Ladies Love Serious Men with Animals

And Other Notes on Online Dating If you’re coming across this post sometime between checking your morning email and logging into your favorite online dating apps, then this piece is for you. And with nearly 22% of straight couples and 70% of gay and lesbian couples meeting online, you’re in good company. Using findings from […]

Black Communities Hit Hard When Government Shrinks

That’s likely true for a lot of reasons, but one is just coming to light: For many African-Americans, working for the government has provided a gateway to the middle class. “Compared to the private sector, the public sector has offered black and female workers better pay, job stability and more professional and managerial opportunities,” sociologist Jennifer Laird […]

Economic Recovery Highlights Economic Inequality

  A recent New York Times/CBS News poll finds that nearly 60% of Americans are concerned with income inequality. The overall results may be surprising, given steady economic growth over the past few years. However, sociologist Leslie McCall has an explanation for this post-recession in the New York Times: People think the returns to economic […]

No Need to Save the Date

Everyone likes a slice of wedding cake, but our opportunities to munch on the delicious dessert might be shrinking. According to an article in the Dallas Morning News, new research shows millennials aren’t getting married. Even though millennials are a large generation (by some accounts, bigger than the Baby Boom cohort) and are at prime […]

Sociology that Savors: Food and Collective Memory

Most people have favorite food memories—maybe a favorite holiday dish or fresh local fruit at its peak. Sociologist Jennifer Jordan talks to The Lake Effect about her new book Edible Memory, all about how food shapes culture, culture shapes food, and collective memory forms around what we grow, cook, and eat. Jordan says that collective […]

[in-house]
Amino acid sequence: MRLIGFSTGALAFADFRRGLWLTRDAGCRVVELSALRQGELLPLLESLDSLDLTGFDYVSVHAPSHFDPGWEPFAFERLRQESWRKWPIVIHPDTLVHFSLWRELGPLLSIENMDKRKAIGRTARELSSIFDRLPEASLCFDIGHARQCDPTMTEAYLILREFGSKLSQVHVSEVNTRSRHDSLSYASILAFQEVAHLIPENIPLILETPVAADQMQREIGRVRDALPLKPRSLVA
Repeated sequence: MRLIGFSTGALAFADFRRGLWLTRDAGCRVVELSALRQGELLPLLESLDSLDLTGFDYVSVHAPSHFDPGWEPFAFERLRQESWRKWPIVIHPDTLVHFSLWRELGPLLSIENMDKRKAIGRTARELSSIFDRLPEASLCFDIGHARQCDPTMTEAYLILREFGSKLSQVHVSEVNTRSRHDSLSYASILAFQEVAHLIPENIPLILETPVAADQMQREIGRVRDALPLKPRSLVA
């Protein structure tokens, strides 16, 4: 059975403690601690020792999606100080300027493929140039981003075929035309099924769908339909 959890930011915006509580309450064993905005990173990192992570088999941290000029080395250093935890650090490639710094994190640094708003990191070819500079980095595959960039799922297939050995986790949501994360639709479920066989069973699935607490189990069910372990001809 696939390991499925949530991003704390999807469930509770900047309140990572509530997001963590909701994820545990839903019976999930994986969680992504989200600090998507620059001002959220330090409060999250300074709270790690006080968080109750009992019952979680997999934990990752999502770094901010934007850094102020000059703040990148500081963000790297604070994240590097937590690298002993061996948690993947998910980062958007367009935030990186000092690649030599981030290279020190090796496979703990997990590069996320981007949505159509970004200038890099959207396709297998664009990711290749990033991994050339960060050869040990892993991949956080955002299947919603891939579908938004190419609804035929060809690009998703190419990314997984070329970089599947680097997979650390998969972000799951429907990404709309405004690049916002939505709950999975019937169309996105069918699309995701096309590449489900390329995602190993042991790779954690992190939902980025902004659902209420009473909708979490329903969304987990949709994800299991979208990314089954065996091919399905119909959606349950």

The Persistence of White Supremacy

  In February, PBS’s Independent Lens series aired “American Denial,” a documentary examining the powerful unconscious biases around race and class that still shape racial dynamics in the United States. The film largely focuses on Swedish economist Gunnar Myrdal’s 1944 book An American Dilemma: The Negro Problem and Modern Democracy, comparing his findings about race […]

Sociology that Savors: Food and Collective Memory

Most people have favorite food memories—maybe a favorite holiday dish fresh local fruit at its peak. Sociologist Jennifer Jordan talks to The Lake Effect about her new book Edible Memory, all about how food shapes culture, culture shapes food, and collective memory forms around what we grow, cook, and eat. Jordan says that collective memories […]

Sociologists Begin to Talk Baltimore

  As the nation’s gaze is set on Baltimore, sociologists have begun to talk to the press about the massive peaceful protests, outbreaks of rioting and violence, and media depictions of the city as it mourns the death of Freddie Gray (as of today, Friday, May 1, ruled a homicide and under investigation). Much of […]

Of Microbrews and Methodists

  Here in Minneapolis, the frozen but lively home of the University of Minnesota and TSP, you can’t throw a rock without hitting a microbrewery. That’s true for most of the northern U.S., but as discussed in the Atlantic, “the nine states with the fewest breweries are all in the South.” What’s the difference? One […]

Sociologists Becoming “The Marrying Type”?

  Most people think of sociology as marriage-neutral, or even anti-marriage because the institution has been linked to patriarchy, heteronormativity, domestic abuse, and a general suppression of women’s rights; however, the field has seen a shift toward a pro-marriage point of view (see, for instance, scholars like Andrew Cherlin). In the Boston Globe, Philip Cohen […]